Perform 1 or 2 other studies shown above Suggest consider repeating the abnormal study Suggest Dex-CRH or midnight serum cortisol in certain populations (see text)

Discrepant (Suggest additional evaluation)

ABNORMAL

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Cushing's syndrome

Normal (CS unlikely)

Figure 35-3 Clinical approach to a patient with suspected Cushing's syndrome. (Courtesy The Endocrine Society.)

Various protocols have been used for the DST but most often, 1 mg of dexamethasone is given between 11 pm and 12 am and cortisol measured between 8 and 9 am the following morning. In patients with endogenous Cushing's syndrome, a low dose of dexamethasone fails to suppress ACTH and cortisol secretion. A normal response is a serum cortisol of 5 ^/dL or less. To enhance DST sensitivity, experts advocate requiring a lower cutoff for suppression of the serum cortisol to 1.8 ^/dL or less to achieve sensitivity rates greater than 95%.

Some endocrinologists prefer to use the 48-hour, 2-mg/ day, low-dose DST (LDDST) as an initial test because of its improved specificity compared with the 1-mg test. LDDST

may be helpful in conditions with overactivation of the HPA axis but without true Cushing's syndrome, such as in certain psychiatric disorders, obesity, and alcoholism. Dexamethasone is given in doses of 0.5 mg every 6 hours for 48 hours, beginning at 9 am on day 1, at 6-hour intervals (at 9 am, 3 pm, 9 pm, and 3 am). Serum cortisol is measured at 9 am, 6 hours after the last dose of dexamethasone (Funder et al., 2008).

Additional testing is recommended for patients with initial abnormal or discordant results, such as the dexamethasone-CRH stimulation test or the midnight serum cortisol test. The dexamethasone-CRH stimulation test has been developed to improve the sensitivity of the LDDST. Dexamethasone at 2 mg/day over 48 hours is followed by administration of CRH (1 ^/kg IV) 2 hours after the last dose of dexamethasone. Cortisol is measured 15 minutes later. ACTH and cortisol should increase after administration of CRH in patients with Cushing's disease.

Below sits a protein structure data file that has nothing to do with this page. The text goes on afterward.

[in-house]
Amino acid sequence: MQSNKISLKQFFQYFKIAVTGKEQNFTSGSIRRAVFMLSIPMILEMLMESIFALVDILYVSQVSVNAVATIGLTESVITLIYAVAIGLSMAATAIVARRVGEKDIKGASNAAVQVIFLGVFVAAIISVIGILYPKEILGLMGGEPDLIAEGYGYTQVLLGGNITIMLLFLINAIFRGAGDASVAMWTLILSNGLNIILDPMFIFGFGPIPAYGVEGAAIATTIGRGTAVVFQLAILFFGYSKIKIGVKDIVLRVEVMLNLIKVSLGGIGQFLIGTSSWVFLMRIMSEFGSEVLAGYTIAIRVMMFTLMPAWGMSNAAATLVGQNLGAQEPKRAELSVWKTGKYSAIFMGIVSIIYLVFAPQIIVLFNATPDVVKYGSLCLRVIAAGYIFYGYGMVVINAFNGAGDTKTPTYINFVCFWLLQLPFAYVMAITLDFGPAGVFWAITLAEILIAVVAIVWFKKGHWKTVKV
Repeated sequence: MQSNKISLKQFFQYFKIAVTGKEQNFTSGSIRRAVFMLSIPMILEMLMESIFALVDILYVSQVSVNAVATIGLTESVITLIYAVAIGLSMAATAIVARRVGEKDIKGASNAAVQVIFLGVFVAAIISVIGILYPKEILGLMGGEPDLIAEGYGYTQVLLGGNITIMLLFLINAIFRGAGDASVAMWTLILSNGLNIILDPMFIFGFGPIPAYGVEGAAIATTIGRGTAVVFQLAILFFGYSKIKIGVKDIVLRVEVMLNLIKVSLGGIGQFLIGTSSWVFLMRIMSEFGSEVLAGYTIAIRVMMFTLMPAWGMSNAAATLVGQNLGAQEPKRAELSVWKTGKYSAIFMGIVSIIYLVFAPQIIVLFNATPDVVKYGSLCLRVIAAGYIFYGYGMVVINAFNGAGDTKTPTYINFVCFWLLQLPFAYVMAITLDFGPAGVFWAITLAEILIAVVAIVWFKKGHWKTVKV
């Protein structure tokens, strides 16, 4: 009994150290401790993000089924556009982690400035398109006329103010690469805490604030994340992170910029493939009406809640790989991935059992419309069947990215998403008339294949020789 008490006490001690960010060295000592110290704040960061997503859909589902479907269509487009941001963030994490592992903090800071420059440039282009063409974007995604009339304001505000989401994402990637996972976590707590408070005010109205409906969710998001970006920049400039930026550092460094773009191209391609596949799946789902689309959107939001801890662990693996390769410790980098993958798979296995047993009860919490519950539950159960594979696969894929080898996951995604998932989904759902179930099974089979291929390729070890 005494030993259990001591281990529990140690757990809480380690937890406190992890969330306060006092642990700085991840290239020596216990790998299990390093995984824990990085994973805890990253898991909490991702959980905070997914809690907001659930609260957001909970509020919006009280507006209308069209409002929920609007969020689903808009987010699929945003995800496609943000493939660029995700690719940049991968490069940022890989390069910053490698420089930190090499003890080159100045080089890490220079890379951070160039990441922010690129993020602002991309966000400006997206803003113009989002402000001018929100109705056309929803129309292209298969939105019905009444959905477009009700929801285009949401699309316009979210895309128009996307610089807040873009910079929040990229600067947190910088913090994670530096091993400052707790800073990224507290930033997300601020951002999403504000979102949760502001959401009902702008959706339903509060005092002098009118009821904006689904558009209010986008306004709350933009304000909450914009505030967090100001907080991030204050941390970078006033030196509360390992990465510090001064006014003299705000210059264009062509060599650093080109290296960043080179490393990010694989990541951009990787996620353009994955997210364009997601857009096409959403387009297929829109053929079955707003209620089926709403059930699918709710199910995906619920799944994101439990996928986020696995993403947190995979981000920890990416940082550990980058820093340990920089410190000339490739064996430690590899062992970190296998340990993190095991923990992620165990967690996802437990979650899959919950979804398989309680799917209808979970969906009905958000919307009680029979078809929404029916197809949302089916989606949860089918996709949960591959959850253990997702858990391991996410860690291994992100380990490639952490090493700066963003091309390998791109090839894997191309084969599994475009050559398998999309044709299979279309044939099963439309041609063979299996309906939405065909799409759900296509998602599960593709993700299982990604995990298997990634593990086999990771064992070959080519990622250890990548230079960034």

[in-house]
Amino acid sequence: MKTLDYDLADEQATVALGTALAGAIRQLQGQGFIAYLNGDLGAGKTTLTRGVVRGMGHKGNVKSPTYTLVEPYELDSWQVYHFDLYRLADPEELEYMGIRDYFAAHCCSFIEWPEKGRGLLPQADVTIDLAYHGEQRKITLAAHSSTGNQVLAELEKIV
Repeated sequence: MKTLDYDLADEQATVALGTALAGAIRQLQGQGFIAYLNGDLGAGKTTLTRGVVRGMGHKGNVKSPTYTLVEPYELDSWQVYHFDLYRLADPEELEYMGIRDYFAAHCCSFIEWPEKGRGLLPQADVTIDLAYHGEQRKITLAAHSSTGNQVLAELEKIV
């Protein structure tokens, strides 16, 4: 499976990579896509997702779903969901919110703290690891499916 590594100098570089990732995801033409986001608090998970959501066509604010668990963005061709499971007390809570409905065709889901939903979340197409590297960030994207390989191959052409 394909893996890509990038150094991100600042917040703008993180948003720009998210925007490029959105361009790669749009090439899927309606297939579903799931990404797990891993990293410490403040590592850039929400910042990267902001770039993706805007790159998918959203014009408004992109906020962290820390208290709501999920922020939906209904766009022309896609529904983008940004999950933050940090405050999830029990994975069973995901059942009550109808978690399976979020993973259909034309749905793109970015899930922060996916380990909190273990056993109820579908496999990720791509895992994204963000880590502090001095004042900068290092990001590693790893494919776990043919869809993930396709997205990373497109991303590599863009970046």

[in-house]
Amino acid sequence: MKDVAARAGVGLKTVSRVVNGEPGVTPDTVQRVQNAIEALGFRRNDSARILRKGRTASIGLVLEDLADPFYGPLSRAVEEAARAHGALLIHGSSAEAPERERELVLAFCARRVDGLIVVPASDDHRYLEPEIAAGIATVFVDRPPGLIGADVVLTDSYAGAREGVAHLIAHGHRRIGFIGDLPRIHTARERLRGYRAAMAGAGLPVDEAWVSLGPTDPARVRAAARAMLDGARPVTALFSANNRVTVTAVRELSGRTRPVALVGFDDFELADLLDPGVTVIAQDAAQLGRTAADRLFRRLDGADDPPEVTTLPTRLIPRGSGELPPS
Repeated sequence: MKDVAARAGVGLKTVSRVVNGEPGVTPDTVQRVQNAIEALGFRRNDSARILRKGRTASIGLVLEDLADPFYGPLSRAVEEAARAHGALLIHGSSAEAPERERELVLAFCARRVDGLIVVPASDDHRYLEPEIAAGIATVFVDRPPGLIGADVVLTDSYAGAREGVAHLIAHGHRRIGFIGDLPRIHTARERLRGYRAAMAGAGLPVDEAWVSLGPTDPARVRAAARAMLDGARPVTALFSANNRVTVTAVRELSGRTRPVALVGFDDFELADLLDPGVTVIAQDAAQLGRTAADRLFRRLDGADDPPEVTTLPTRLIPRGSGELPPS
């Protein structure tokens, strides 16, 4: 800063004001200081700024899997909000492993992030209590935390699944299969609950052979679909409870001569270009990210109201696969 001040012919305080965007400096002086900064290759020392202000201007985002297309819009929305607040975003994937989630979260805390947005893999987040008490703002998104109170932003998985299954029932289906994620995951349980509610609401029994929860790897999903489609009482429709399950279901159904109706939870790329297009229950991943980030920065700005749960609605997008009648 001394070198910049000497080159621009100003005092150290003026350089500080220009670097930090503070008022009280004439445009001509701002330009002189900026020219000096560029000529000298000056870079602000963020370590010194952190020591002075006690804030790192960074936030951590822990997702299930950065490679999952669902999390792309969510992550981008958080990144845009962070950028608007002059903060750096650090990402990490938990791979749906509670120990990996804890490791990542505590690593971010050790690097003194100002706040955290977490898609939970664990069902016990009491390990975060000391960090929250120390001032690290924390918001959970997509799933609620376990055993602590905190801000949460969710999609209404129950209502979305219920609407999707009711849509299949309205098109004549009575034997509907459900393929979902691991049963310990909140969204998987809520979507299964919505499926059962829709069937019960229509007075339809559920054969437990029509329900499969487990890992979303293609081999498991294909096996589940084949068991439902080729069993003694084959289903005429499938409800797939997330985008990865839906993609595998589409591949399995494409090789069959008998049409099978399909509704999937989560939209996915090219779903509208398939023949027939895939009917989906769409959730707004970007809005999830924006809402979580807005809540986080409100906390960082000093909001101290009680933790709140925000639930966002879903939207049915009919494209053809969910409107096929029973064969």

After hypersecretion of cortisol is confirmed, the next step is to determine if the Cushing's syndrome is ACTH dependent or independent. This is accomplished through measurement of the late-afternoon ACTH level, which is normally low. Cushing's syndrome is ACTH dependent if plasma ACTH is greater than 10 pg/mL and ACTH independent if ACTH is less than 5 pg/mL. For an intermediate ACTH level, further testing with the CRH stimulation test is performed. A rise in cortisol by 20% or in ACTH of at least 50% over baseline after administration of CRH is considered evidence for an ACTH-dependent lesion. In these patients, high-dose dexametha-sone suppression test (HDDST), combined with cranial MRI studies, may help in localizing the site of ACTH overproduction. HDDST (2 mg dexamethasone every 6 hours for 2 days) provides close to 100% specificity if the criterion used is suppression of urinary free cortisol by more than 90% and can differentiate Cushing's disease from ectopic ACTH production. If workup results are still equivocal, or suggestive of ectopic ACTH production, inferior petrosal sampling is performed, obtaining ACTH samples from the periphery and petrosal sinuses simultaneously. A petrosal sinus/peripheral ACTH ratio of 2:1 is diagnostic of a pituitary source and can be further used to localize the side of ACTH production from the pituitary gland.

For patients with ACTH-independent lesions, abdominal CT or MRI may localize the site of the lesion.

Treatment

The treatment of Cushing's syndrome depends on the cause. For endogenous disease, surgical resection of the causative tumor is indicated. The treatment of choice for Cushing's disease is transsphenoidal hypophysectomy. Other treatments include various forms of radiation therapy and phar-macologic inhibition of ACTH secretion.

Patients with adrenal adenomas are treated with unilateral adrenalectomy and have excellent prognosis. These patients require glucocorticoid therapy both during and after surgery until the residual adrenal gland recovers. For patients with biopsy-proven adrenal carcinoma that is not amenable to surgery, mitotane is the treatment of choice. For ectopic ACTH syndrome, ideal treatment is the excision of identified benign tumors. However, for ectopic tumors that are unidentified or unresectable, medications that block ste-roidogenesis, such as ketoconazole, metyrapone, and ami-noglutethimide, may be useful.